The Hon. T.A. FRANKS (15:46): I rise today to speak with great sadness and concern about the plight of the little penguins on Granite Island. Our iconic colony of little penguins on Granite Island faces many threats and, devastatingly, their numbers are declining. The current population was estimated last year at some 20 penguins, with a new survey scheduled for the end of the month. Advocates for the little penguins are saying that they are expecting the numbers to be even lower this year. This colony is the last colony on the Fleurieu Peninsula, and the community is rightly worried that the Granite Island penguins might soon be extinct as well.
I had the pleasure of going down to Victor Harbor last week and meeting with some of the dedicated volunteers from the Save the Granite Island Penguins Committee, who are monitoring and fighting to protect this precious and much-loved population of little penguins. The little penguins on Granite Island have been a part of the local environment there for over 100 years. For decades, tourists have come from near and far to see these little penguins, and in that time their population has plummeted.
More than 20 years ago, there were 2,000 penguins on the island. Now, there are barely 20 due to the ongoing threats of climate change, human disturbance and feral animals. There are also concerns that the new causeway will bring a tidal wave of people back to the island which, while great for tourism and the local economy, could lead to further disturbances to the little penguins, and that will affect the colony’s ability to breed and survive. These little penguins are a vital part of our state’s ecosystem. As we face losing them, we must remember that their loss, even just a further decline in their numbers, can lead to sudden losses and other impacts in our marine ecosystem.
Extinction is forever, but extinction can also be avoided. We know that this little colony’s population can bounce back quite well when given the chance. In fact, it had that chance; it was given that chance with the advent of COVID. While people were staying home in 2020 and 2021, the population thrived and bounced back. There were new burrows, penguins roaming, noises, and it looked like there was about to be a bumper breeding season. But then Granite Island was reopened, and we saw a brutal fox attack that set numbers plummeting back down to just 16.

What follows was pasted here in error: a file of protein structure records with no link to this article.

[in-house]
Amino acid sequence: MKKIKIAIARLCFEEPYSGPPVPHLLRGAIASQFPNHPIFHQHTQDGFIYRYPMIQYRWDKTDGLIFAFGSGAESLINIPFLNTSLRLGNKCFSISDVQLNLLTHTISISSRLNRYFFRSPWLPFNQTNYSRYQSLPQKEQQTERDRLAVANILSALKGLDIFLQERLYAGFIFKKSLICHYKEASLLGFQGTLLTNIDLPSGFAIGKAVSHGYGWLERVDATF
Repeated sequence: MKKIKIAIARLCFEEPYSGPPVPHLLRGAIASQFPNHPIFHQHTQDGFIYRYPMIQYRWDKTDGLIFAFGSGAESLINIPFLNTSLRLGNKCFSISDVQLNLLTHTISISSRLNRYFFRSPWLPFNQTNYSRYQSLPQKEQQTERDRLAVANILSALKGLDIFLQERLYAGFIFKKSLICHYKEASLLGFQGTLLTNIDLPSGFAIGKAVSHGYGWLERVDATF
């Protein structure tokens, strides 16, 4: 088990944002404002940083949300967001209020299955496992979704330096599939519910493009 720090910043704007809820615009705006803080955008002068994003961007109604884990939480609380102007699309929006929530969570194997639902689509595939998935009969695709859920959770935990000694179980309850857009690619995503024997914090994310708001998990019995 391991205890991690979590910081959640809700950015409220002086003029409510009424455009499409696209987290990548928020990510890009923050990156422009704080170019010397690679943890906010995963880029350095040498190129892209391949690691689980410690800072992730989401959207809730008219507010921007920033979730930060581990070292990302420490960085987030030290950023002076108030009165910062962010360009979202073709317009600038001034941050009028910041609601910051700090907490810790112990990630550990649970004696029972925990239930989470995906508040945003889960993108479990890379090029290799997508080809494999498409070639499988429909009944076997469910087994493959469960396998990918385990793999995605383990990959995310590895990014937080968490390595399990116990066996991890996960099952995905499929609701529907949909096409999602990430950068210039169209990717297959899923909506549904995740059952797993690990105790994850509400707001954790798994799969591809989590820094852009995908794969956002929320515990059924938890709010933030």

To add to the colony’s stresses, this year they have had to contend with the ongoing construction on the island. We know what works and have interstate examples in both WA and Victoria of governments that have stepped in to save their penguin colonies. There are very simple things we can do, including things as basic and long called for by the community as establishing a curfew for visitors on Granite Island around the penguin colony.
We need to be more explicit in our community and tourist education in the area as well. People must keep clear of burrows, with no bright white lights aimed at the penguins. I think, Mr President, you would remember, as I do, when I had my now very adult young children, that people would take their torches and go look for the little penguins. In fact, that torchlight can blind them for an entire day. We need little noise and we definitely need no dogs. We are approaching our last chance to help these little penguins survive.
It is long past time that we needed a strategy to secure the future viability of this population of little penguins in our state. The government and the Department for Environment and Water must step up, and I must say that it is both incredible yet heartbreaking the work that volunteers and academics have had to undertake down there to protect these penguins, with little to no help from the government. Flinders University and the Save the Penguins Group have been paying for signage, research, necropsies for dead birds and for the ongoing monitoring of the colony.
While the department used to contribute some money, it is my understanding that even the paltry funding that they used to get has now been cut. This is not good enough when it comes to the loss of such an iconic and important population of little penguins in our state. There is so much more we could be doing to protect these penguins and I urge the government and the department to consider the following:
implement a curfew for visitors to the island. It does not have to be permanent, but at least two years—not just one year but two years—so that this population, as it did under COVID, can start to bounce back;
the funded scientific reports from the department with the recommendations that still have not been implemented need to be implemented;
increase communication and collaboration with volunteers and researchers who have been monitoring and advocating for these little penguins and, as they said to me last week, ‘We just want the government and the department to work with us.’